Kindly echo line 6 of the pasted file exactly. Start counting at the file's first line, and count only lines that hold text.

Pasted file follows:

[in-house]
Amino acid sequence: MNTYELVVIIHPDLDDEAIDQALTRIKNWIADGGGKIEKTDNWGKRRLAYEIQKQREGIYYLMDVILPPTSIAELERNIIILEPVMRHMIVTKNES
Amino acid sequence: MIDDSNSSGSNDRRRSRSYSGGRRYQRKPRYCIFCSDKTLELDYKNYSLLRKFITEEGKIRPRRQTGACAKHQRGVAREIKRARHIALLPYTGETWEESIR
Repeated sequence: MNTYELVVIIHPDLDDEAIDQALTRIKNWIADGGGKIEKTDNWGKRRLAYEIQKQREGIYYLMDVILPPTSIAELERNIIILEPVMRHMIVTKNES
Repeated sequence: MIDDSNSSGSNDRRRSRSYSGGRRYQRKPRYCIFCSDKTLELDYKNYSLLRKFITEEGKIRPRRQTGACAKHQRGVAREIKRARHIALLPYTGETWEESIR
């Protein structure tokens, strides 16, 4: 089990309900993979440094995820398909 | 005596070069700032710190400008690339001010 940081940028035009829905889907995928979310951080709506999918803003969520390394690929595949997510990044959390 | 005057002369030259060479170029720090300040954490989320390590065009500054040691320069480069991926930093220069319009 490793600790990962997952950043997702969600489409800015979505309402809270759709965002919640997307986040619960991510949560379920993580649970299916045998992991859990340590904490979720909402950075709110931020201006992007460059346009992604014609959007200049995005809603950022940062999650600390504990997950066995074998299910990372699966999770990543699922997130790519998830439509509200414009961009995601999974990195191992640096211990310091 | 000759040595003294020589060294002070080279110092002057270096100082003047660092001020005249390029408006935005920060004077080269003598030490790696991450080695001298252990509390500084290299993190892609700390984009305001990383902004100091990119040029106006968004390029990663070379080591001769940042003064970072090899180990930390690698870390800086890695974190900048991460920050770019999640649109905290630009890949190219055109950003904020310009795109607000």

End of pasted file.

């Protein structure tokens, strides 16, 4: 089990309900993979440094995820398909 | 005596070069700032710190400008690339001010 940081940028035009829905889907995928979310951080709506999918803003969520390394690929595949997510990044959390 | 005057002369030259060479170029720090300040954490989320390590065009500054040691320069480069991926930093220069319009 490793600790990962997952950043997702969600489409800015979505309402809270759709965002919640997307986040619960991510949560379920993580649970299916045998992991859990340590904490979720909402950075709110931020201006992007460059346009992604014609959007200049995005809603950022940062999650600390504990997950066995074998299910990372699966999770990543699922997130790519998830439509509200414009961009995601999974990195191992640096211990310091 | 000759040595003294020589060294002070080279110092002057270096100082003047660092001020005249390029408006935005920060004077080269003598030490790696991450080695001298252990509390500084290299993190892609700390984009305001990383902004100091990119040029106006968004390029990663070379080591001769940042003064970072090899180990930390690698870390800086890695974190900048991460920050770019999640649109905290630009890949190219055109950003904020310009795109607000």